The yields on U.S. Treasury bonds can be drawn on a chart usually know as the yield curve. The 'curve' comes from the fact that yields are typically higher on the 30 year bond than the 10 year bond, which will have a higher yield than the 5 year. When little variation is seen among bonds of different maturities, the yield curve is said to be (relatively) flat.
Just as the S&P 500 is a pivotal baseline for stock performance, the yield on the 10 year U.S. Treasury bond is a major benchmark for the debt market. Since the American government is widely thought to be able meet its obligations, its yield is usually much lower than the debt of most other borrowers. Though the risk of default is considered much lower for the government, that safety has a price in the form of lower yields.
Investors can choose all the way from Treasury bonds or "investment-grade" corporate bonds to debt-laden companies making one more attempt at a turn around. The higher the expected risk of default (the bond issuer failing to pay) the higher the yield demanded by investors.
Many investors participate in the bond market through funds. Like stock funds but on the equity side, most funds will focus on a certain sector or debt rating but often leave broad discretion to the fund manager. Regular investors can buy Treasuries, and they are good for low-risk long-term holdings, but the bonds are not as liquid as stocks and are most likely to fit in as one in a diversified basket of long-term holdings.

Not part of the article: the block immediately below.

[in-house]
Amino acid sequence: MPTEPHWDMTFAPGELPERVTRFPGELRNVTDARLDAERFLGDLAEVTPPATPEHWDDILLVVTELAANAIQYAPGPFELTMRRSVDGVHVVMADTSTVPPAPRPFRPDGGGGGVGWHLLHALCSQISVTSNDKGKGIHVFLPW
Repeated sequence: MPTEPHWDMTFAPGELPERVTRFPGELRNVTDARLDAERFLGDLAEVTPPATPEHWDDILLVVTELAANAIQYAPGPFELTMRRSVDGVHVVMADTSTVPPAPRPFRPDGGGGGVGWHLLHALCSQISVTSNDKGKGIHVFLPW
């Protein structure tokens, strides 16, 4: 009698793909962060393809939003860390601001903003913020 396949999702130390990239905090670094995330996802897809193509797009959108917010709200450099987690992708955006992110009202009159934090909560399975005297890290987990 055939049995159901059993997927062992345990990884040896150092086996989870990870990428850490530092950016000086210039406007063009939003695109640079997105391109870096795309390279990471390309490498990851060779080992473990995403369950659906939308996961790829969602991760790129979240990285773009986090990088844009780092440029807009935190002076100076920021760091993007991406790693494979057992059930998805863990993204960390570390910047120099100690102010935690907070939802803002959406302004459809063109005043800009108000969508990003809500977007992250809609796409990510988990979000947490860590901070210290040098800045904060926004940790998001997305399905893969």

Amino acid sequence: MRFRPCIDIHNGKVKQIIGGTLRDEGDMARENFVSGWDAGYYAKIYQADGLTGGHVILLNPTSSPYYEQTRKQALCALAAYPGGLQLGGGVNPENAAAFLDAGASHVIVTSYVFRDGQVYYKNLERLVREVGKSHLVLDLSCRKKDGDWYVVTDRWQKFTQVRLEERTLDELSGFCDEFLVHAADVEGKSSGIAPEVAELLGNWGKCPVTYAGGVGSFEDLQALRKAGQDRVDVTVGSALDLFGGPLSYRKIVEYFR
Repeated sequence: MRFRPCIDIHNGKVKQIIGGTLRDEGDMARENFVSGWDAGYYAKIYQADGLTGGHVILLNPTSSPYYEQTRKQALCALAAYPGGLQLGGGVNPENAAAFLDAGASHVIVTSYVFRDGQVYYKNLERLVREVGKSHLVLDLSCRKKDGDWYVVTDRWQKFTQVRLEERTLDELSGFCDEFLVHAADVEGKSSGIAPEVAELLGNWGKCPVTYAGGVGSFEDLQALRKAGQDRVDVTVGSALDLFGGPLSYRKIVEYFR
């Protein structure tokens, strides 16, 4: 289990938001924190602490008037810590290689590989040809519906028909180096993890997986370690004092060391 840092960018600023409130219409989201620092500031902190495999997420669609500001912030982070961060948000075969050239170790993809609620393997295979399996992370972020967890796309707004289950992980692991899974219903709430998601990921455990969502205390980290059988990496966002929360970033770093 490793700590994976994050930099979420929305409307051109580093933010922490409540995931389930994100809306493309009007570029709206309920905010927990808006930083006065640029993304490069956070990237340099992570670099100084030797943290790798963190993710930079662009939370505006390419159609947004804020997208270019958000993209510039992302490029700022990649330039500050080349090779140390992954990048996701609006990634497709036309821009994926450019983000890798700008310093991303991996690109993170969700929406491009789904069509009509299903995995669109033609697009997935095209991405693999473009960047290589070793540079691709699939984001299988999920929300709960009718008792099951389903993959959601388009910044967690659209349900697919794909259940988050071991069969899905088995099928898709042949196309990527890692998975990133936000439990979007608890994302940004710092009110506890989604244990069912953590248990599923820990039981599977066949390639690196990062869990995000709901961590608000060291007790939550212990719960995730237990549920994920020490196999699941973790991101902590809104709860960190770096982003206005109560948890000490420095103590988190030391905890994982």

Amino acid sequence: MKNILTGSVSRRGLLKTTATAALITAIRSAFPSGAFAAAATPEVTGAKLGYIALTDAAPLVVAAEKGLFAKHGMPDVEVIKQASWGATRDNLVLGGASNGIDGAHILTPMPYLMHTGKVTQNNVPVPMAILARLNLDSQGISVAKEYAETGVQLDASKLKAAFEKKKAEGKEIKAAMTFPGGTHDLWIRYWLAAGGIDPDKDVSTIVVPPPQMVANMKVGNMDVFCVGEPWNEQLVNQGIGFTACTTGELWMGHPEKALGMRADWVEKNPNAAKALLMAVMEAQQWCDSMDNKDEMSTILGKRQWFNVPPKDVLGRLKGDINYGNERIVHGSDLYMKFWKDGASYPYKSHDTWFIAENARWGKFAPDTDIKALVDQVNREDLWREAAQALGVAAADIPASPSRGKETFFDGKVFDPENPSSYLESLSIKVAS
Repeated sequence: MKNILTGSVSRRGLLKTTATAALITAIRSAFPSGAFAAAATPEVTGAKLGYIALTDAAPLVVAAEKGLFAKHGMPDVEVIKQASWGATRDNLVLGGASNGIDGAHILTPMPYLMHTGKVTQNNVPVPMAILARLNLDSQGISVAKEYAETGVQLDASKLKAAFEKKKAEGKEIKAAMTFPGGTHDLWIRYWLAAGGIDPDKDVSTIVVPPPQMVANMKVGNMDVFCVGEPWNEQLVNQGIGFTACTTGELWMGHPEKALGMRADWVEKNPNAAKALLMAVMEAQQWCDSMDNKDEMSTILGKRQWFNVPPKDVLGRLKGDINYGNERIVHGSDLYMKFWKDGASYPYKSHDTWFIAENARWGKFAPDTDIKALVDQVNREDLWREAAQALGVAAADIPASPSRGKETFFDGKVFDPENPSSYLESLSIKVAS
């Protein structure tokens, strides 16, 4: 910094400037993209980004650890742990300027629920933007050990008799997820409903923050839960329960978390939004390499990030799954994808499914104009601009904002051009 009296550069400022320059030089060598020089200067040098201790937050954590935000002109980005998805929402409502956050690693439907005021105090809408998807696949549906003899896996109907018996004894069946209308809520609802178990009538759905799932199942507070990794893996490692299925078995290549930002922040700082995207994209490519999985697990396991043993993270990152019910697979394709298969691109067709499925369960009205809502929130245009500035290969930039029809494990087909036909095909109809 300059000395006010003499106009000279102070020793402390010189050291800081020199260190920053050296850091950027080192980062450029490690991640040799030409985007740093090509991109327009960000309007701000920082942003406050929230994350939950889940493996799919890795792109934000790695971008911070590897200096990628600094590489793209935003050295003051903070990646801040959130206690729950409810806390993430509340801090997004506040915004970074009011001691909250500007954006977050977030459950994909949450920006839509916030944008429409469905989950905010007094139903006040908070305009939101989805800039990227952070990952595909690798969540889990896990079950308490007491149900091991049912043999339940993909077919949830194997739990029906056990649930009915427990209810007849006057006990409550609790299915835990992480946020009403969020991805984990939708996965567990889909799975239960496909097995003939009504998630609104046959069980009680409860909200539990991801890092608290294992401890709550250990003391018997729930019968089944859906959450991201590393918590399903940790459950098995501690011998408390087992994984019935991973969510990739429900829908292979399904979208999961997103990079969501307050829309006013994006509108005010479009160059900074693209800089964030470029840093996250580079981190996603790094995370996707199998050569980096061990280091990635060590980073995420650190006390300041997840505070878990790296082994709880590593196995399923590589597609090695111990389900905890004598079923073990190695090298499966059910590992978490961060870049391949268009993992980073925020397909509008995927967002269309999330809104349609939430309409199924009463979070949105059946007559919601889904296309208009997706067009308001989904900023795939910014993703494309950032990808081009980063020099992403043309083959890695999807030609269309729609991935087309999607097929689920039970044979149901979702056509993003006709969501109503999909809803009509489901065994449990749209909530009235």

A dinosaur is certainly going to need a considerable stash of assets for the later years, given its massive appetites. So the amount is key, but so is the type of asset. You see, a massive comet or asteroid could come out of the sky at any time. And if that doesn't happen, a metaphorical comet of economic troubles could hit any part of the economy, unpredictably, as an asteroid could hit the East or West coasts just as easily. If we think that the efficient markets hypothesis is close enough to true for our purposes then how can we know which sector or stock will do better? So instead of trying to pick a stock or sector, why not pick a basket of investments that reflects (more or less) the overall market performance? That, and compounding over time, should take care of our retirement needs given enough time and of course initial amount contributed.